Quick Facts on Dowth
- Short URL
- Dubhadh ("dark") Dowth
- Main date(s)
- c. 3000 BCE
- 53.703731° N,
Description of Dowth
Dowth is closed to visitors for safety reasons, but you can drive to the mound and view it from the road. The Dowth mound, mishapen and covered with grass and trees, gives a good idea of what the more famous Newgrange and Knowth mounds looked like before they were excavated and restored.
Dowth is larger than Newgrange - about 85m in diameter - and taller, with a height of 14m. The crater in the top is the result of earlier excavations; there is also some quarrying damage on the western side.
The mound is surrounded by 115 kerbstones, some of them decorated. Kerbstone 51 bears seven sun symbols, which likely had an astronomical or calendrical purpose.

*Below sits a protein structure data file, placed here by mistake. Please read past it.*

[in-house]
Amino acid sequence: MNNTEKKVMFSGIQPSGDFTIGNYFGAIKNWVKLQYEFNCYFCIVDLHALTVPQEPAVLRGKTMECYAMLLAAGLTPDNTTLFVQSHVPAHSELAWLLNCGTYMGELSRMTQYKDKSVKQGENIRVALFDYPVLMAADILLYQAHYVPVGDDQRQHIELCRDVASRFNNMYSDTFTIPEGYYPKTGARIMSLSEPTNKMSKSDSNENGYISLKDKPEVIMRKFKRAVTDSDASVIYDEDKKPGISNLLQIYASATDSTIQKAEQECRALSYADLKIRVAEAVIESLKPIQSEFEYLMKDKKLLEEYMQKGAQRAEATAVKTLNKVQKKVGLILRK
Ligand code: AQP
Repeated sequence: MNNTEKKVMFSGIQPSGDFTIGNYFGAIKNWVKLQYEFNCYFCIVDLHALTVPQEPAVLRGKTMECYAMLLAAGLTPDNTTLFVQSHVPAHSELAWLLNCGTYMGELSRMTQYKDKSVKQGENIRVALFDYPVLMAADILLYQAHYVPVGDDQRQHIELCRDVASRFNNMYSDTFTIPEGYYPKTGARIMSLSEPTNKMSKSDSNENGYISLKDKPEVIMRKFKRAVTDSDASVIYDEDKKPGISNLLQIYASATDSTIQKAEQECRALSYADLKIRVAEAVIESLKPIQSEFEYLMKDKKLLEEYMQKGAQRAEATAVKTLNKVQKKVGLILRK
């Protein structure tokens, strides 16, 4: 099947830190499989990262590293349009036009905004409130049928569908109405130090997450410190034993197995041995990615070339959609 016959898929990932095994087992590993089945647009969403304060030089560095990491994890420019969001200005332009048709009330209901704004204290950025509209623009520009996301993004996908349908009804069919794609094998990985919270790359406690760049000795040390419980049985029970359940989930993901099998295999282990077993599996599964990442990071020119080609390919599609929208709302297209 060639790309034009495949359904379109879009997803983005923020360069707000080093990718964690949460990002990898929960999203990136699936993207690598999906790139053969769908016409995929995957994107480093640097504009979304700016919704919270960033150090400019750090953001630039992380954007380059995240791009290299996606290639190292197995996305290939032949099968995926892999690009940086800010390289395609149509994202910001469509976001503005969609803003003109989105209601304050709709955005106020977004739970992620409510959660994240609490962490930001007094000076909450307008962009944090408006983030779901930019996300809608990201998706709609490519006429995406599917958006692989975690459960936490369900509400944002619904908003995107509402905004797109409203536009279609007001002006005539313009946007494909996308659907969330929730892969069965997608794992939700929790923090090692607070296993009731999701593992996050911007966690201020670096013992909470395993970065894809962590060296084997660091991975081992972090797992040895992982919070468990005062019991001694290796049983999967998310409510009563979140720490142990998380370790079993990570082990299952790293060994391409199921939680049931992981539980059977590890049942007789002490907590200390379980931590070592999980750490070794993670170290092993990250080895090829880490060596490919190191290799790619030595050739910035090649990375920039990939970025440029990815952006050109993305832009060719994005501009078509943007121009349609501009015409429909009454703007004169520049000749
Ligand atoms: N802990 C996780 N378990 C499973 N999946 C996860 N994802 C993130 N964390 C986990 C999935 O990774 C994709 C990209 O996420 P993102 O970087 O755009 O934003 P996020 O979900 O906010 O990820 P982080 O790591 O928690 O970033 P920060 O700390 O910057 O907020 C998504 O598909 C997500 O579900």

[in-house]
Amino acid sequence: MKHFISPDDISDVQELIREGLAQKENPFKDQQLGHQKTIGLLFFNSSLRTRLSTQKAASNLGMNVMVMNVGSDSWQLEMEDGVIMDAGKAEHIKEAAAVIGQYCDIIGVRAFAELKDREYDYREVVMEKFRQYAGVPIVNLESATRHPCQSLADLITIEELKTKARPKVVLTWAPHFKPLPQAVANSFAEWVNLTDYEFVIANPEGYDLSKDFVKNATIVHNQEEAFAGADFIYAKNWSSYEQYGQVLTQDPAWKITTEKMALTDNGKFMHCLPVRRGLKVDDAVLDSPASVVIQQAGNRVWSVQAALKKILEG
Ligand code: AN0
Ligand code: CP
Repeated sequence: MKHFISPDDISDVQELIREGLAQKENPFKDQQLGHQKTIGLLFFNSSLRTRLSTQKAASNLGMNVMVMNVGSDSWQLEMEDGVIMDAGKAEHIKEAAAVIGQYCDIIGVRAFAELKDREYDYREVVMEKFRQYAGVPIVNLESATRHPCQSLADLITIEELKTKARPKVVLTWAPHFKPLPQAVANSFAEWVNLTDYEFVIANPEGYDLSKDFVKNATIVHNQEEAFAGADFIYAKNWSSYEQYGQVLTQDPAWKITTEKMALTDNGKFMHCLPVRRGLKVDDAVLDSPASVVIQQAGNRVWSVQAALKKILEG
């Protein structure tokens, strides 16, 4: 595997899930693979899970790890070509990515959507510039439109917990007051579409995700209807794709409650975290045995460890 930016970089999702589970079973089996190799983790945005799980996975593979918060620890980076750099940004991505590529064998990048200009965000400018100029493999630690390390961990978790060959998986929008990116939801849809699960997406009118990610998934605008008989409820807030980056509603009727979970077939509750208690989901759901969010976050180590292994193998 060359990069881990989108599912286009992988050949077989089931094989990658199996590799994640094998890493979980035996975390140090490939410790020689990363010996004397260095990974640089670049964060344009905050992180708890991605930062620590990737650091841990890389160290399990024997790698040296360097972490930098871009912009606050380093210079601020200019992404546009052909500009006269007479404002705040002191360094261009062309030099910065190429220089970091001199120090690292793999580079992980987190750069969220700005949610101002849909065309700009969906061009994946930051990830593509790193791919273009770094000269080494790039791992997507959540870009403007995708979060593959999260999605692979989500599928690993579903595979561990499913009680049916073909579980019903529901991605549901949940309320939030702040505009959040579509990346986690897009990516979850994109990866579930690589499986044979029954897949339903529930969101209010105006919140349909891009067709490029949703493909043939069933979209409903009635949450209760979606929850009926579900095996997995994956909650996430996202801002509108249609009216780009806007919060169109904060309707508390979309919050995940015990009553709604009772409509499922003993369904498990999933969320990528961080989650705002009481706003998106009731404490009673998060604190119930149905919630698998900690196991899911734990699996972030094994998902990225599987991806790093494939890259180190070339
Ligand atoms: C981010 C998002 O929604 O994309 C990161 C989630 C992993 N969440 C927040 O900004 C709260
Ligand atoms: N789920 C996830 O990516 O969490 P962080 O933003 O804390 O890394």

Inside, investigations so far have revealed two passage tombs, both facing southwest. The northernmost of these has a 8.2m long passage, which leads to a cruciform chamber containing fine examples of megalithic art and an usual annex continuing off the right-hand recess. Near the entrance, a souterrain (underground storage area) from the early centuries CE links into the passage and runs north. The southern tomb has a short passage of only 3m ending in a round chamber with a recess on the right-hand side. On the opposite side of the mound is an inward curve to the kerb, which may mark the entrance to another tomb.
Northeast of the mound is a large earthen enclosure (henge) measuring 175 m in diameter with banks 20 m wide and up to 5 m high. It is the largest of several monuments that were constructed in this area around 2500 BCE.
October 7, 2011
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